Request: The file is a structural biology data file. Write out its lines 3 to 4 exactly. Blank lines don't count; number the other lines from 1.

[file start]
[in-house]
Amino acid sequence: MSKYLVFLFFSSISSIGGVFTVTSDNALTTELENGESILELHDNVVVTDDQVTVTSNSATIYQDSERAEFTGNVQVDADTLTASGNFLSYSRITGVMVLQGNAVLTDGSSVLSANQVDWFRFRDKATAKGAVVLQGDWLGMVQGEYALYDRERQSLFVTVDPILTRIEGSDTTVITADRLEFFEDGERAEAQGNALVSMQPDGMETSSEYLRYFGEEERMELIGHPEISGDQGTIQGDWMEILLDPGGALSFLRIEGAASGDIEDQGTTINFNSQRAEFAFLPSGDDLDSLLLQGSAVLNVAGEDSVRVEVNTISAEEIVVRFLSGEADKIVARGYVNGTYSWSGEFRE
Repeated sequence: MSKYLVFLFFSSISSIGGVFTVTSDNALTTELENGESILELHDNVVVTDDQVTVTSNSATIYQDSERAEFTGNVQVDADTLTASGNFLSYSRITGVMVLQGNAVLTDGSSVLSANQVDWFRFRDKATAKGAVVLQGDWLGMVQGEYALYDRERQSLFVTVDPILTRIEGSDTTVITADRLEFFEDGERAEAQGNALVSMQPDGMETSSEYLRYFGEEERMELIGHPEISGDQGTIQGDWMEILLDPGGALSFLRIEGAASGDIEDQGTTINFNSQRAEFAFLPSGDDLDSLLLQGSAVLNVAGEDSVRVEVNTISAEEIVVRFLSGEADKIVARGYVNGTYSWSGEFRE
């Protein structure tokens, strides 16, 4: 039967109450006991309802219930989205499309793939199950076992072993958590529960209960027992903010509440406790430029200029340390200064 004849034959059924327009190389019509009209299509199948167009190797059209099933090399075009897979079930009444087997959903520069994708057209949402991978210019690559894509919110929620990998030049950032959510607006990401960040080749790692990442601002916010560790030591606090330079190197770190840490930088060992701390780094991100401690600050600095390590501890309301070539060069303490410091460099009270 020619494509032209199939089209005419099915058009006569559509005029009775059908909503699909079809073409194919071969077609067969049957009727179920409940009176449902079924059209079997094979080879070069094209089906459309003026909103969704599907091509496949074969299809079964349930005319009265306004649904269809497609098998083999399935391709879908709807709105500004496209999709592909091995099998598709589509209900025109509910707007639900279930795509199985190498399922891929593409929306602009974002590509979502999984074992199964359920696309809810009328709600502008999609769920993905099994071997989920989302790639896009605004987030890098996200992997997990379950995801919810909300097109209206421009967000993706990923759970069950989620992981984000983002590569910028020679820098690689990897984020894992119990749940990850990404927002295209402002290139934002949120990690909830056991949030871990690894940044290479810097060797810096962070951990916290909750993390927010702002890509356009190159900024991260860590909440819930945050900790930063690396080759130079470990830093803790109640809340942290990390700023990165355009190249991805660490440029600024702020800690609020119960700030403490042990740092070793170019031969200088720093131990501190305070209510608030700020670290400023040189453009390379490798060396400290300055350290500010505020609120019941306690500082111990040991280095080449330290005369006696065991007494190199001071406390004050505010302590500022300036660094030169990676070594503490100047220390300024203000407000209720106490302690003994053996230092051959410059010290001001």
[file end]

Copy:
Repeated sequence: MSKYLVFLFFSSISSIGGVFTVTSDNALTTELENGESILELHDNVVVTDDQVTVTSNSATIYQDSERAEFTGNVQVDADTLTASGNFLSYSRITGVMVLQGNAVLTDGSSVLSANQVDWFRFRDKATAKGAVVLQGDWLGMVQGEYALYDRERQSLFVTVDPILTRIEGSDTTVITADRLEFFEDGERAEAQGNALVSMQPDGMETSSEYLRYFGEEERMELIGHPEISGDQGTIQGDWMEILLDPGGALSFLRIEGAASGDIEDQGTTINFNSQRAEFAFLPSGDDLDSLLLQGSAVLNVAGEDSVRVEVNTISAEEIVVRFLSGEADKIVARGYVNGTYSWSGEFRE
């Protein structure tokens, strides 16, 4: 039967109450006991309802219930989205499309793939199950076992072993958590529960209960027992903010509440406790430029200029340390200064 004849034959059924327009190389019509009209299509199948167009190797059209099933090399075009897979079930009444087997959903520069994708057209949402991978210019690559894509919110929620990998030049950032959510607006990401960040080749790692990442601002916010560790030591606090330079190197770190840490930088060992701390780094991100401690600050600095390590501890309301070539060069303490410091460099009270 020619494509032209199939089209005419099915058009006569559509005029009775059908909503699909079809073409194919071969077609067969049957009727179920409940009176449902079924059209079997094979080879070069094209089906459309003026909103969704599907091509496949074969299809079964349930005319009265306004649904269809497609098998083999399935391709879908709807709105500004496209999709592909091995099998598709589509209900025109509910707007639900279930795509199985190498399922891929593409929306602009974002590509979502999984074992199964359920696309809810009328709600502008999609769920993905099994071997989920989302790639896009605004987030890098996200992997997990379950995801919810909300097109209206421009967000993706990923759970069950989620992981984000983002590569910028020679820098690689990897984020894992119990749940990850990404927002295209402002290139934002949120990690909830056991949030871990690894940044290479810097060797810096962070951990916290909750993390927010702002890509356009190159900024991260860590909440819930945050900790930063690396080759130079470990830093803790109640809340942290990390700023990165355009190249991805660490440029600024702020800690609020119960700030403490042990740092070793170019031969200088720093131990501190305070209510608030700020670290400023040189453009390379490798060396400290300055350290500010505020609120019941306690500082111990040991280095080449330290005369006696065991007494190199001071406390004050505010302590500022300036660094030169990676070594503490100047220390300024203000407000209720106490302690003994053996230092051959410059010290001001």